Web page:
This well-done 'Caligari' will give you the creeps

January 21, 1998|By J. Wynn Rousuck | J. Wynn Rousuck,SUN THEATER CRITIC

"Creepy" is the first word that comes to mind to describe Action Theater's latest production. The music is creepy. The lighting is creepy. Even the makeup is creepy.

And that's as it should be, since the production is an original stage adaptation of one of the prototypal horror movies, Robert Wiene's "The Cabinet of Dr. Caligari."

This silent 1919 German Expressionist film told the story (screenplay by Carl Meyer and Hans Janowitz) of a mad scientist who used a sleepwalking patient to commit murders. Heightening the terror was a highly stylized production design that emphasized sharp angles and skewed perspectives.

Action Theater's adaptation, written by Robb Bauer and directed by Tony Tsendeas, with mostly black and white sets and costumes by David M. Barber, closely adheres to the look and feel of the movie, right down to the use of projected titles in place of spoken dialogue for much of the piece. The adaptation )) is a logical choice for this theater company and particularly for Bauer, since his set design for the company's 1996 production of Witkiewicz's "The Madman and the Nun" seemed strongly influenced by "Caligari."

There are some departures from the movie. The sleepwalker is played by a woman (Donna Sherman) instead of a man. Sheathed in a skin-tight black velvet jumpsuit, Sherman moves with eerie, spider-like grace as she stalks her victims -- an effect intensified by projections of a huge spider web at various points in the production.

Mostly, however, this casting gives the play an added dimension of sexual politics. Sherman's somnambulist -- though still referred to by the masculine pronoun -- is clearly a woman totally dominated by a man; at one point Caligari even sews her lips shut.

Sexual politics also figure into Bauer's suggestion of a menage a trois involving Franz, the young man determined to prove Caligari is a murderer; Franz's best friend, Alan, who becomes one of Caligari's victims; and the woman they both love, Jane. Although Derek Letsch's Franz is initially horrified by Alan's murder, in a later scene -- apparently a vestige of Franz's troubled conscience -- he imagines having committed the murder himself in a jealous rage after catching Alan in bed with Jane.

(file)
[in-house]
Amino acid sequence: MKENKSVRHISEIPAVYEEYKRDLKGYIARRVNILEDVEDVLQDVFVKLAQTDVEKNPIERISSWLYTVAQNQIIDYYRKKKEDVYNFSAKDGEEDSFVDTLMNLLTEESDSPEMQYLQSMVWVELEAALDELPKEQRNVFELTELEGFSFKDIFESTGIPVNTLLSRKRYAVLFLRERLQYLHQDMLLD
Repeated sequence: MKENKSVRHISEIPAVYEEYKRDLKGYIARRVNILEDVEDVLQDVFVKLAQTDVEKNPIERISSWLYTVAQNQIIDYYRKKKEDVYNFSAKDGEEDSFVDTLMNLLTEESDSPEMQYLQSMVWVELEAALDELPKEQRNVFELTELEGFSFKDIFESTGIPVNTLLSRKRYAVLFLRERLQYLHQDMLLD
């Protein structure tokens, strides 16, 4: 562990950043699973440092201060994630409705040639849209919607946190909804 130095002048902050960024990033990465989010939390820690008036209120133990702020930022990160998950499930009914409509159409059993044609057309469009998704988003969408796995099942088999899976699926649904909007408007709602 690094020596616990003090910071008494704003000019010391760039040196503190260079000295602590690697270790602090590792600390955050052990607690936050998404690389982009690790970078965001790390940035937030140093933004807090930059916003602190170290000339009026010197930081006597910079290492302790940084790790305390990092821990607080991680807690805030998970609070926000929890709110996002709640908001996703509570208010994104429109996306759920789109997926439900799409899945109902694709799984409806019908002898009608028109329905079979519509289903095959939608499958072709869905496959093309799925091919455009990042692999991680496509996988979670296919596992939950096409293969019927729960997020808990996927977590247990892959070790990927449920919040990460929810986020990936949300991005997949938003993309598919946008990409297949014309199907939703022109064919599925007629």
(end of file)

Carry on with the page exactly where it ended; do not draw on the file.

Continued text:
But the play also has a broader political dimension. At the core of the drama is the notion of a powerful leader -- a madman who passes for sane -- who is able to bend the will of innocent people. "The Cabinet of Dr. Caligari" was written in the aftermath of World War I, "the war to end all wars," but as Bauer's reworked ending suggests, the Dr. Caligaris of the world are always with us.

As befits a piece with little spoken dialogue, movement is crucial to the performances, and Tsendeas has wisely cast the core members of the local movement-oriented clown theater company, Theatricks, in three of the central roles. In particular, Tom Dougherty's Dr. Caligari is a courtly gentleman with a smile at once ingratiating and threatening, and he manipulates his ever-present walking stick so deftly, it seems to have powers of its own.

"The Cabinet of Dr. Caligari" is a technically complex undertaking, and the story is sometimes murky, but Action Theater's production is largely effective. Even the occasional rough edge -- the reliance, for instance, on manually operated scenery -- is acceptable since the film is hardly polished by modern standards. And yet the film still has the power to haunt, and so does this ambitious production.

'The Cabinet of Dr. Caligari'

Where: Action Theater at Mildred Dunnock Theatre, Goucher College, 1021 Dulaney Valley Road, Towson

When: 8 p.m. Thursday, Friday and Saturday; 3 p.m. Sunday

Tickets: $10

Call: 410-337-6512

Pub Date: 1/21/98

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